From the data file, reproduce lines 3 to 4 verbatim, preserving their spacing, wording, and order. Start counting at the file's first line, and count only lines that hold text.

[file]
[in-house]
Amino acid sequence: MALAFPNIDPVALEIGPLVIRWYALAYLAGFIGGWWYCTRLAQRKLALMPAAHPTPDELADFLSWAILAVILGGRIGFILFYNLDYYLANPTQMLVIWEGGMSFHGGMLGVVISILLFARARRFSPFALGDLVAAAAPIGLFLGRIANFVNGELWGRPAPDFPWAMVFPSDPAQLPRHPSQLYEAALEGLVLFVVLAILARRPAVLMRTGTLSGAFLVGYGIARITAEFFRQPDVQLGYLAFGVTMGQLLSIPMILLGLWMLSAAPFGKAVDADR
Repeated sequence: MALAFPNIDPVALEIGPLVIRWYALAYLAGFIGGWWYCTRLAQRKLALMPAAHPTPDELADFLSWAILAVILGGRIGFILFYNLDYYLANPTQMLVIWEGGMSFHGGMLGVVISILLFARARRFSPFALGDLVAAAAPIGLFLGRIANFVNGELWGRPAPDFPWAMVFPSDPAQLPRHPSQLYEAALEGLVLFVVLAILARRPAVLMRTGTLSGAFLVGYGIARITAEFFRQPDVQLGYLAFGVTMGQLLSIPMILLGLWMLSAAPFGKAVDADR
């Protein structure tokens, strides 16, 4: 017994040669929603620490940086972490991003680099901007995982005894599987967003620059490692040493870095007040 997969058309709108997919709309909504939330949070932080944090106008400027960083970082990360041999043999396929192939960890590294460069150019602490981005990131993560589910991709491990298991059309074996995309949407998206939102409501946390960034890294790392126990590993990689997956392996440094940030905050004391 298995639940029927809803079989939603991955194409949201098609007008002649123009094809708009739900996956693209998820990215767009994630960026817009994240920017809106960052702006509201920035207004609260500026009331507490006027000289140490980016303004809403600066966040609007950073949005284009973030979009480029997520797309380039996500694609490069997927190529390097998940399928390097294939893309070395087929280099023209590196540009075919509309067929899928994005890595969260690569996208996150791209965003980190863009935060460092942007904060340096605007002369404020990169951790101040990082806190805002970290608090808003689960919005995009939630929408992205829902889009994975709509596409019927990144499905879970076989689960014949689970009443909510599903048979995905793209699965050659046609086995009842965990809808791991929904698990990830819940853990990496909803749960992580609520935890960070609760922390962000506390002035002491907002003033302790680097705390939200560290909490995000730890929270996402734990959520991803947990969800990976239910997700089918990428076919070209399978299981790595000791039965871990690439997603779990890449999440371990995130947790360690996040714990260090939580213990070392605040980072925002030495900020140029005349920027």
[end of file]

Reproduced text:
Repeated sequence: MALAFPNIDPVALEIGPLVIRWYALAYLAGFIGGWWYCTRLAQRKLALMPAAHPTPDELADFLSWAILAVILGGRIGFILFYNLDYYLANPTQMLVIWEGGMSFHGGMLGVVISILLFARARRFSPFALGDLVAAAAPIGLFLGRIANFVNGELWGRPAPDFPWAMVFPSDPAQLPRHPSQLYEAALEGLVLFVVLAILARRPAVLMRTGTLSGAFLVGYGIARITAEFFRQPDVQLGYLAFGVTMGQLLSIPMILLGLWMLSAAPFGKAVDADR
């Protein structure tokens, strides 16, 4: 017994040669929603620490940086972490991003680099901007995982005894599987967003620059490692040493870095007040 997969058309709108997919709309909504939330949070932080944090106008400027960083970082990360041999043999396929192939960890590294460069150019602490981005990131993560589910991709491990298991059309074996995309949407998206939102409501946390960034890294790392126990590993990689997956392996440094940030905050004391 298995639940029927809803079989939603991955194409949201098609007008002649123009094809708009739900996956693209998820990215767009994630960026817009994240920017809106960052702006509201920035207004609260500026009331507490006027000289140490980016303004809403600066966040609007950073949005284009973030979009480029997520797309380039996500694609490069997927190529390097998940399928390097294939893309070395087929280099023209590196540009075919509309067929899928994005890595969260690569996208996150791209965003980190863009935060460092942007904060340096605007002369404020990169951790101040990082806190805002970290608090808003689960919005995009939630929408992205829902889009994975709509596409019927990144499905879970076989689960014949689970009443909510599903048979995905793209699965050659046609086995009842965990809808791991929904698990990830819940853990990496909803749960992580609520935890960070609760922390962000506390002035002491907002003033302790680097705390939200560290909490995000730890929270996402734990959520991803947990969800990976239910997700089918990428076919070209399978299981790595000791039965871990690439997603779990890449999440371990995130947790360690996040714990260090939580213990070392605040980072925002030495900020140029005349920027």